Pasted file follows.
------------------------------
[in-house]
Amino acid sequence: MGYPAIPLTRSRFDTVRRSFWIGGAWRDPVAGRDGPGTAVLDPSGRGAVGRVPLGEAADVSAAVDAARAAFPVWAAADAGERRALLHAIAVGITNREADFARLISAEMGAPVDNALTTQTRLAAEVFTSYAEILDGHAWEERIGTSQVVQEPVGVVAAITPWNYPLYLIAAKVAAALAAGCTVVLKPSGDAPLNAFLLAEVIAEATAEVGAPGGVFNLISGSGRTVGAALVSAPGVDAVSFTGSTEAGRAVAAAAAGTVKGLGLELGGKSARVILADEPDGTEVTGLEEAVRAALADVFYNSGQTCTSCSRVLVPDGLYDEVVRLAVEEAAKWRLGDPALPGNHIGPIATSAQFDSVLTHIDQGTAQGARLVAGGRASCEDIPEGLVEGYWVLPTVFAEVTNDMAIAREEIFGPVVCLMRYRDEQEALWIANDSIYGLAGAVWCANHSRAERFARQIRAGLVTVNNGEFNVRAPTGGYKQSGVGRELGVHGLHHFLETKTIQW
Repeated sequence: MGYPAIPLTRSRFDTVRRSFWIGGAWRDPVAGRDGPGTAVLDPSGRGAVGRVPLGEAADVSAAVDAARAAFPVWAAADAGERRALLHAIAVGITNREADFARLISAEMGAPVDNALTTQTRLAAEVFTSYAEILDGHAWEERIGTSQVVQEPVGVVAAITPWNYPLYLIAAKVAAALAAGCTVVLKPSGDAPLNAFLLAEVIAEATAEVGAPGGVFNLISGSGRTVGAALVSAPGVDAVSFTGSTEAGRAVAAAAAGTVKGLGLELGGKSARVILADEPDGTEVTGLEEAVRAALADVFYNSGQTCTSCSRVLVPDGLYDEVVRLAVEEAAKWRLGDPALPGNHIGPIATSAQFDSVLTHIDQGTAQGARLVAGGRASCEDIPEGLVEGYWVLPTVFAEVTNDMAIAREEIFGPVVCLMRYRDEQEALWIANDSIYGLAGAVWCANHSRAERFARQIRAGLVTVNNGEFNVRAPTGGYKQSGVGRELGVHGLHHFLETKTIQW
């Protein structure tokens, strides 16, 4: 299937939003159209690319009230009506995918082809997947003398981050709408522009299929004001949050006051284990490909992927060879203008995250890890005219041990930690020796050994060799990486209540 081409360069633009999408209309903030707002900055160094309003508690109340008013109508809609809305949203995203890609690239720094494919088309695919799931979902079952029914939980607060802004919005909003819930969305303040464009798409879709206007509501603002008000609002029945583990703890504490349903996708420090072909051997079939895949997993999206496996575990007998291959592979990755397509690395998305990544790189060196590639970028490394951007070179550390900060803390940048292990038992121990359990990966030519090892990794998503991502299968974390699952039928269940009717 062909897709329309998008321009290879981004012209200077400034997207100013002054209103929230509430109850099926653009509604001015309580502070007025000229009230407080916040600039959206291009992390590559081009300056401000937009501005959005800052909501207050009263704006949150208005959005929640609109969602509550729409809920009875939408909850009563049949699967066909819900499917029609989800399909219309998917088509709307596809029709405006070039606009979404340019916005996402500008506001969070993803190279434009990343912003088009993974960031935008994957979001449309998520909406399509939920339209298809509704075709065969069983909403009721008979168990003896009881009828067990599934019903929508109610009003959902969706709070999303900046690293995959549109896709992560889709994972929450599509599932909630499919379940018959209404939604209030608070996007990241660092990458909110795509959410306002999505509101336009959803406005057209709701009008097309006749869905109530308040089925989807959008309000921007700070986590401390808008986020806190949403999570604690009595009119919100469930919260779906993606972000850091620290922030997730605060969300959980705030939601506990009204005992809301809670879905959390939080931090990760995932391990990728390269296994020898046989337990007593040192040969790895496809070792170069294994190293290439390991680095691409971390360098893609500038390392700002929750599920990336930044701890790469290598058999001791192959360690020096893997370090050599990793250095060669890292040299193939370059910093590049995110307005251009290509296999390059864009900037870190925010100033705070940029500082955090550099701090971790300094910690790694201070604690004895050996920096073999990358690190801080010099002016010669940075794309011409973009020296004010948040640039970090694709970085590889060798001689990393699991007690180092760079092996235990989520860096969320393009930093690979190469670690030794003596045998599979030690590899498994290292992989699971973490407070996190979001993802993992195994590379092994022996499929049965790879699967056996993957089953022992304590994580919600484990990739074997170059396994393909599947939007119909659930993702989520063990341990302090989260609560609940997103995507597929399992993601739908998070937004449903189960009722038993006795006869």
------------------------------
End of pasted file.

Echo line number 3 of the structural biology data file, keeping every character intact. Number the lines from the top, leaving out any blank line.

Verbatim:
Repeated sequence: MGYPAIPLTRSRFDTVRRSFWIGGAWRDPVAGRDGPGTAVLDPSGRGAVGRVPLGEAADVSAAVDAARAAFPVWAAADAGERRALLHAIAVGITNREADFARLISAEMGAPVDNALTTQTRLAAEVFTSYAEILDGHAWEERIGTSQVVQEPVGVVAAITPWNYPLYLIAAKVAAALAAGCTVVLKPSGDAPLNAFLLAEVIAEATAEVGAPGGVFNLISGSGRTVGAALVSAPGVDAVSFTGSTEAGRAVAAAAAGTVKGLGLELGGKSARVILADEPDGTEVTGLEEAVRAALADVFYNSGQTCTSCSRVLVPDGLYDEVVRLAVEEAAKWRLGDPALPGNHIGPIATSAQFDSVLTHIDQGTAQGARLVAGGRASCEDIPEGLVEGYWVLPTVFAEVTNDMAIAREEIFGPVVCLMRYRDEQEALWIANDSIYGLAGAVWCANHSRAERFARQIRAGLVTVNNGEFNVRAPTGGYKQSGVGRELGVHGLHHFLETKTIQW